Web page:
Audra McDonald is so popular on stage, in concert, and on television that she has become, to many, a one-name goddess like Bette, Judy, and Barbra. Judging from her recent star turn in the American Repertory Theater’s production of Porgy and Bess and this brilliant concert, she can give the other One-Named Ones a run for their money
By Susan Miron.
Before Audra McDonald began to sing (on Sunday’s Celebrity Series opening event), she thrilled most of the audience simply walking into view. Audra is so popular on stage, in concert, and on television that she has become, to many, a one-name goddess like Bette, Judy, and Barbra. Judging from her recent star turn in the American Repertory Theater’s production of Porgy and Bess and this brilliant concert, she can give the other One-Named Ones a run for their money.
McDonald charmed and seduced a packed Symphony Hall with her easy repartee and customary music-theater repertoire, uncannily getting deeply and instantly into a different character in song after song. By the end of her 90 minute set, the audience had a firm impression of her warmth, sense of humor, and occasional daffiness. Her revealing and highly personal stories not only enlivened the songs but offered a revealing glimpse of the artist who made the songs work so magically. And, of course, there’s her gorgeous, operatically-trained at Julliard voice, which is shimmering at the stratospheric top and in the middle and lower ranges just luscious. McDonald won three Tonys before she was 30. I believe Bess will be her fifth.
McDonald, who had been in Cambridge since mid-July working on Porgy and Bess, was glad to be giving a “happy dust-free concert.” She heaped praise on her Porgy family (with whom she will reunite on Broadway in December) and insisted she and Stephen Sondheim (who wrote a infamous letter to the New York Times critical of the new production of Porgy and Bess) didn’t hate each other. She said that since Porgy and Bess had no solos, she wouldn’t be singing anything from it. She did, however, sing Ira and George Gershwin’s “He Loves and She Loves” from Funny Face (1927) and gave a lovely performance of Stephen Sondheim’s “Moments in the Woods” from Into the Woods (1987).
McDonald set the mood for the recital, ably assisted by her excellent jazz trio (Andy Einhorn, piano; Mark Vanderpoel, bass; and Gene Lewin, drums), with “Why did I fall in love?” (“When did it start, this change of heart?”) by Jerry Bock and Sheldon Harnick from Fiorello! (1950). Later she performed their “Dear Friend” from She Loves Me (1963). Most of her repertoire came from show tunes from the past 60 years, and many of the gems were, unsurprisingly, about love in all of its guises.
Relatively unknown composers have been given a serious career boost once McDonald has championed their work. One of these, Adam Gwon, won a competition for the best song to commemorate the 10th anniversary of 9/11. The tune, “I’ll be Here,” turned out to be one of the most moving songs of the afternoon: it revolves around a boyfriend/husband whose devotion was, literally, eternal. Years after his death, he tells his wife it’s okay to remarry—he’ll still be there (to love her). Well, that’s why people write songs—what sounds insipid on the page sounds perfectly right when McDonald gives it life as a sung story. “We learned (from 9/11) to love, to be good to each other and to be happy,” she recalled.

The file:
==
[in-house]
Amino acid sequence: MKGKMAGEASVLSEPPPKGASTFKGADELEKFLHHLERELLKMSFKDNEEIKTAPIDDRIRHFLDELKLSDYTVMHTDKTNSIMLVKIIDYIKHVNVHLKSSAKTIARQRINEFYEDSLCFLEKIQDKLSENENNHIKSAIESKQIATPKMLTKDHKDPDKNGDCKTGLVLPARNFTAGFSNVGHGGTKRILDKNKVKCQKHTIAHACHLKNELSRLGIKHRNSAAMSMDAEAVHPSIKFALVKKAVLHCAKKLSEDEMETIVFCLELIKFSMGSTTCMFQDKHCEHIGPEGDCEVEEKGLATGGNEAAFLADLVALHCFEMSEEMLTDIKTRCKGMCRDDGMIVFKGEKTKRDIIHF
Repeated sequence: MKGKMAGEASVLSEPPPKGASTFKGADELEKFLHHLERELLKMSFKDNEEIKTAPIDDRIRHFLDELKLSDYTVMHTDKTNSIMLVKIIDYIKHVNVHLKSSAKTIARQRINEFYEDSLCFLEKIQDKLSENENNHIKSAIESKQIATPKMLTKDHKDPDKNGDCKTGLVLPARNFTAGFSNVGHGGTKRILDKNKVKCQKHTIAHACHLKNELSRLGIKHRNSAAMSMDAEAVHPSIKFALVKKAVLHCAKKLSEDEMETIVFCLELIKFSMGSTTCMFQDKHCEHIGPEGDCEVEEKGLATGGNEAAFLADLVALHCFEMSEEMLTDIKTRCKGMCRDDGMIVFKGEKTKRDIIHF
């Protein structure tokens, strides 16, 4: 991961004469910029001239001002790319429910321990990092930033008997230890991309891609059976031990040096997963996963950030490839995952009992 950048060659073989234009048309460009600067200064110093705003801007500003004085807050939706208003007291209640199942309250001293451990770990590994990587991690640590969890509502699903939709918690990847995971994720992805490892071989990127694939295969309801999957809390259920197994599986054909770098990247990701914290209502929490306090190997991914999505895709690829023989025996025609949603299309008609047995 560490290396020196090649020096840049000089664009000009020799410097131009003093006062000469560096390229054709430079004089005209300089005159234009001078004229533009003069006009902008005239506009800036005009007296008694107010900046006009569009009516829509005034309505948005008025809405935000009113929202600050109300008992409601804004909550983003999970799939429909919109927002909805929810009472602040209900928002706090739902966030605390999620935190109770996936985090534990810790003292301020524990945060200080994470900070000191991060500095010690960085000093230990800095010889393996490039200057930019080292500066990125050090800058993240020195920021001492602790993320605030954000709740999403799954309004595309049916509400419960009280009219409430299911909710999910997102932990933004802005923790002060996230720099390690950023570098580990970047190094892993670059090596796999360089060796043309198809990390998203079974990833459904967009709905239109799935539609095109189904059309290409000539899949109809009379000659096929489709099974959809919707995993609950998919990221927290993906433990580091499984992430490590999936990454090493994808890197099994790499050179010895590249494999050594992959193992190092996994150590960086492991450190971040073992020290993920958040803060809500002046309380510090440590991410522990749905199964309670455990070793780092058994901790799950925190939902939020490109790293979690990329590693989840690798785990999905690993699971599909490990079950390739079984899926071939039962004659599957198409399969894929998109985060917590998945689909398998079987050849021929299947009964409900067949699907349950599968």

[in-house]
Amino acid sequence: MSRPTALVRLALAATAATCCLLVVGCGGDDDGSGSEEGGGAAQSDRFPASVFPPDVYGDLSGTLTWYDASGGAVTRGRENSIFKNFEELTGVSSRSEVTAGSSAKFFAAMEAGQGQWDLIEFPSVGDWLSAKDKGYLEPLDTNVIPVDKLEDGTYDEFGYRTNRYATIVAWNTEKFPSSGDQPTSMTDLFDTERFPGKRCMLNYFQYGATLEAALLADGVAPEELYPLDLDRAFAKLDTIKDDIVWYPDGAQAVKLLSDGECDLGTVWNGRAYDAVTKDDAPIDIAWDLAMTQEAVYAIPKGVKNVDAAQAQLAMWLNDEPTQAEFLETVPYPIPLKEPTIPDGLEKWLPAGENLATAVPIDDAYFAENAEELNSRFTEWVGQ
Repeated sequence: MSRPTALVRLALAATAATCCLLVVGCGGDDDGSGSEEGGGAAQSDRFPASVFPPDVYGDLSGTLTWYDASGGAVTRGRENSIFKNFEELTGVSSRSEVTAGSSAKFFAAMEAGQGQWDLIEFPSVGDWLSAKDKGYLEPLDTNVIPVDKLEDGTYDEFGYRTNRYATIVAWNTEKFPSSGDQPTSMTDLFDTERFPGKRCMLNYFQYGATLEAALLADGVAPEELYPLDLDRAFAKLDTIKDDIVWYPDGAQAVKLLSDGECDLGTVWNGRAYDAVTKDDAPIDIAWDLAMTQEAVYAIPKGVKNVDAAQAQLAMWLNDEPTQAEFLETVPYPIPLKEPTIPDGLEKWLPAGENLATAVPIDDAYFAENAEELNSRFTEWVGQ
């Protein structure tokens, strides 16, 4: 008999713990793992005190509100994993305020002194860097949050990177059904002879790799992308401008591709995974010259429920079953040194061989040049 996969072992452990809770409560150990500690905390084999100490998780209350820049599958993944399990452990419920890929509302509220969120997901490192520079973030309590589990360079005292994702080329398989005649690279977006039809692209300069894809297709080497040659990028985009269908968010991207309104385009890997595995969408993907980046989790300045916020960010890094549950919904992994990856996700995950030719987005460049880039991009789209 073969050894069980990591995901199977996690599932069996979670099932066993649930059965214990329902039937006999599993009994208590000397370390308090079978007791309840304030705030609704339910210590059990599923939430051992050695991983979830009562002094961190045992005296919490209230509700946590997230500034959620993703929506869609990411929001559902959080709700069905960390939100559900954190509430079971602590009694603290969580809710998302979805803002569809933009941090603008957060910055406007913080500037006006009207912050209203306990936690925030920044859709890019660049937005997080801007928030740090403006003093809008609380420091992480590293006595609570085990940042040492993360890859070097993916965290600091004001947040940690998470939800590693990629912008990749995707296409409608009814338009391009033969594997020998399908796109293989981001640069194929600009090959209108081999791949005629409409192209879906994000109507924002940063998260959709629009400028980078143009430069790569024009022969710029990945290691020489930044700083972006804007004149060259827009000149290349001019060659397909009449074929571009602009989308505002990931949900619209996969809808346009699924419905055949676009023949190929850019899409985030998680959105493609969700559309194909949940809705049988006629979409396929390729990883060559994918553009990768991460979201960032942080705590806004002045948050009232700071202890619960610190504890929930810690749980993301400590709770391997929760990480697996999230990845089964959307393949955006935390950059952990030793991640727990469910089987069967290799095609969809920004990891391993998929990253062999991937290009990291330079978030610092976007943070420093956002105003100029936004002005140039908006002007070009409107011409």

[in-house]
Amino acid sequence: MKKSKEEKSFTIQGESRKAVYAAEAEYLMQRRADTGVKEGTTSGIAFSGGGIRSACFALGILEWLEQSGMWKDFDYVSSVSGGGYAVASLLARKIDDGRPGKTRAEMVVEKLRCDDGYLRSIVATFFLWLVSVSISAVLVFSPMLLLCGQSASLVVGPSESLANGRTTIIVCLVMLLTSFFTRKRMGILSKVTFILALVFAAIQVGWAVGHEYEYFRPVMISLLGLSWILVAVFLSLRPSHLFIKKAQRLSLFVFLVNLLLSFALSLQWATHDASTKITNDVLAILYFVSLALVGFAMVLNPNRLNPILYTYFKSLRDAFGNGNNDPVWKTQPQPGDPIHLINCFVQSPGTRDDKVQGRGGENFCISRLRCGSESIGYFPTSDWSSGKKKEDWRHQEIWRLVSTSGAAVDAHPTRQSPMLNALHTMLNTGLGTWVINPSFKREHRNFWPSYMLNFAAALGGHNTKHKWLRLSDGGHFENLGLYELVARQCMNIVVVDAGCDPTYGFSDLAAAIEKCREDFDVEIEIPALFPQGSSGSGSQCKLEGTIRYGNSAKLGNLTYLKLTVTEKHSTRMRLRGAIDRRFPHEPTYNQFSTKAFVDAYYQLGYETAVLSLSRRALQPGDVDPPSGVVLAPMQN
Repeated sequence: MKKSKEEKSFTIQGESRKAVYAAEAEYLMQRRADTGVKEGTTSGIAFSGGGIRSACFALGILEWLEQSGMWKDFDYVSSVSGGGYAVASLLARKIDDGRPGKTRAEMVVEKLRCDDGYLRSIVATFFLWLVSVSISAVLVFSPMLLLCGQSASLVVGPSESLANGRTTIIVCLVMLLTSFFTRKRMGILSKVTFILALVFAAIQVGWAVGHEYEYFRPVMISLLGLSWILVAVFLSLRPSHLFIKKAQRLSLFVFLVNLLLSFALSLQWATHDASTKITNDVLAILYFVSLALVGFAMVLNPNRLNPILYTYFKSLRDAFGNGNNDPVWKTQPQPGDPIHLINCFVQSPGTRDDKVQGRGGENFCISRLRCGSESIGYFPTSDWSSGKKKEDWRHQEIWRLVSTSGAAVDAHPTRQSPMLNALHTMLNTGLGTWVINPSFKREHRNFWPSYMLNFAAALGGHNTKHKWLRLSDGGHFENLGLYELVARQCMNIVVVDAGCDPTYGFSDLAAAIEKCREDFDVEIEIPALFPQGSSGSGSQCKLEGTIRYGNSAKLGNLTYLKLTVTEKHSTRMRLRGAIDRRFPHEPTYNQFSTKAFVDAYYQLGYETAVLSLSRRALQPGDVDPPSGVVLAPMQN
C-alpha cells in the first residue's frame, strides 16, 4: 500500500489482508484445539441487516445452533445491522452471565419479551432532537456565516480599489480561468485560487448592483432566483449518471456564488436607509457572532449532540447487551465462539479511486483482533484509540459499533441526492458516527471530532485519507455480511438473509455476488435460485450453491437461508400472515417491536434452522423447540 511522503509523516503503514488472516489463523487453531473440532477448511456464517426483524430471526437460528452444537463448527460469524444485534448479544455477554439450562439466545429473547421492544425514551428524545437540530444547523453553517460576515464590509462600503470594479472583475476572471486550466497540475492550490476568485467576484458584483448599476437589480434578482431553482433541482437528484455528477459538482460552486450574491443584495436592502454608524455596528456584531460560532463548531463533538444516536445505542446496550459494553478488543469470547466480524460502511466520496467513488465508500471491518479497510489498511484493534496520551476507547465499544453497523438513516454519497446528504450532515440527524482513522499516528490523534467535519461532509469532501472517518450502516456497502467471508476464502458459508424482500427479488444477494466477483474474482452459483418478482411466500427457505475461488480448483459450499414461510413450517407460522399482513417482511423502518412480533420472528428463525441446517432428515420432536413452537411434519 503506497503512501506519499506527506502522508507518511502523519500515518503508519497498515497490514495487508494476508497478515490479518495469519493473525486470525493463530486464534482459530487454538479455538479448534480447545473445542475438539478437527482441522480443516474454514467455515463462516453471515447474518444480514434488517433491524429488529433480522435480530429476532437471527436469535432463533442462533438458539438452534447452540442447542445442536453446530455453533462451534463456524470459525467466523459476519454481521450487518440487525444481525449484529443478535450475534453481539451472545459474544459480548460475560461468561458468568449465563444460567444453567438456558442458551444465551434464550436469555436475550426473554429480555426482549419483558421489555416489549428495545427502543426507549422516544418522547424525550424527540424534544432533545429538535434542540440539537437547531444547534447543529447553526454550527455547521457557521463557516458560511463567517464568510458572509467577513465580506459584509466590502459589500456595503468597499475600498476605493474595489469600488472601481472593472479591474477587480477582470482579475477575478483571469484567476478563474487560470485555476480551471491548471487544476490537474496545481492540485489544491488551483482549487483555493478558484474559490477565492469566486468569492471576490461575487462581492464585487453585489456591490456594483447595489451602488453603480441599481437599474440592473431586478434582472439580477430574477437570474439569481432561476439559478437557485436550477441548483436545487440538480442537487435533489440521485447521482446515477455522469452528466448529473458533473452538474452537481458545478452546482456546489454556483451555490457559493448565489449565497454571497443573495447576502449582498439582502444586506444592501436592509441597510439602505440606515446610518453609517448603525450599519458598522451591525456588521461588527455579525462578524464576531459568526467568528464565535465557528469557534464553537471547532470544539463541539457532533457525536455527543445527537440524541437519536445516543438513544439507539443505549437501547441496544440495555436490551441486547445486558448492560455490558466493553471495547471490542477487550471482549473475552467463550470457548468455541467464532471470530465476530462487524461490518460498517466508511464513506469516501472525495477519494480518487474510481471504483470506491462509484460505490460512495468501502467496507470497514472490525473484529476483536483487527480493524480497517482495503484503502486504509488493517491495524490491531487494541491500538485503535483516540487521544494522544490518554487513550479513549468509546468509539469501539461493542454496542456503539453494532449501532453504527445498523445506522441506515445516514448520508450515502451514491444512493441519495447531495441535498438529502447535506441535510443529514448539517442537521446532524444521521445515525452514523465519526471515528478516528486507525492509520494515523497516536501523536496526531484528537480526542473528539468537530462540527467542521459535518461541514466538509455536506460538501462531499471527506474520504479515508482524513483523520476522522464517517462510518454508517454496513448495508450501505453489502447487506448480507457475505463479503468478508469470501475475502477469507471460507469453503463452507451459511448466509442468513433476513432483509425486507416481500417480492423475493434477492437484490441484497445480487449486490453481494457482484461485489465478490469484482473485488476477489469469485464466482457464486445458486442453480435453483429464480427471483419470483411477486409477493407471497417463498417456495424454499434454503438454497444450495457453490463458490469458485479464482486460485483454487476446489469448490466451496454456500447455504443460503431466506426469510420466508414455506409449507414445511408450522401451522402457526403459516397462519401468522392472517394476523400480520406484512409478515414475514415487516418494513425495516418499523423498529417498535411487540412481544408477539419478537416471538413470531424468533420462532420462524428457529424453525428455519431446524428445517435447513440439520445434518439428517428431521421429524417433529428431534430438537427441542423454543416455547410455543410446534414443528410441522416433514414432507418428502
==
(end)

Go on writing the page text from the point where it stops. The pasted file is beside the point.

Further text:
McDonald was often funny about why she chose to perform a song. “I wasn’t planning on doing this until I got flowers” was one reason. Others were more personal. After she moved over to the piano and accompanied herself singing “Migratory V” by Adam Guettel, she told the audience,”That’s for my Dad. He passed away in a plane crash in 2007. He loved to fly.” The 1922 song by Gus Kahn and Walter Donaldson, “My Buddy,” had an involved back story, beginning when at the age of 10, she sang it in Fresno, California and ending when she recently went to her favorite eatery in Cambridge, Chipotle. There she heard “a street guy” singing the tune: “Nights are long since you went away, my buddy, your buddy misses you.”
For Irving Berlin’s “Moonshine Lullaby” from Annie Get Your Gun, she did a hilarious Ethel Merman imitation. “You have to forgive me,” she quipped, “if I break into a really high note. I’m supposed to be doing Bess right now.” In a Julie Andrews standard “I Could have Danced All Night” (Frederick Loewe/Alan Jay Lerner, My Fair Lady 1956), McDonald was sensational, turning her mike to the hall so the sopranos could (and DID) sing along—including the high notes. “Oh! I’m having fun” she laughed. “I bet you’re wondering what’s in this (water) cup!”
Two lullabies from Raisin and Dumbo (“Oh! I love elephants!” she enthused) exuded wistfulness. But McDonald confessed that her daughter, when she was a baby, had hated her voice. She said her mother’s singing “made her ears cry.” McDonald talked about The Scottsboro Boys (2010), a show that she felt had been terribly treated and unjustly closed. She sang “Go Back Home” from its score. There was a hilarious rendition of “Can’t Stop Talking” (by Frank Loesser, from Let’s Dance 1950) in which McDonald sings somewhere near the speed of light. “Oh, I’m about to share too much information,” she confided to the audience. “For the last note, I thought, “If I squeeze my butt really hard . . . Oh dear, I need to go home.”
After all the virtuosity and jokes and charm, I left with my favorite McDonald performance still at the top—her thoughtful, quiet rendition of “Bill” (“He’s just my Bill”) from Showboat (Jerome Kern/ Oscar Hammerstein II). She laughed about how she sang it at an event for Bill Crosby and halfway through the tune realized how insulting it was. Given the way she sings “Bill,” it is impossible to imagine anyone who would not fall under its spell.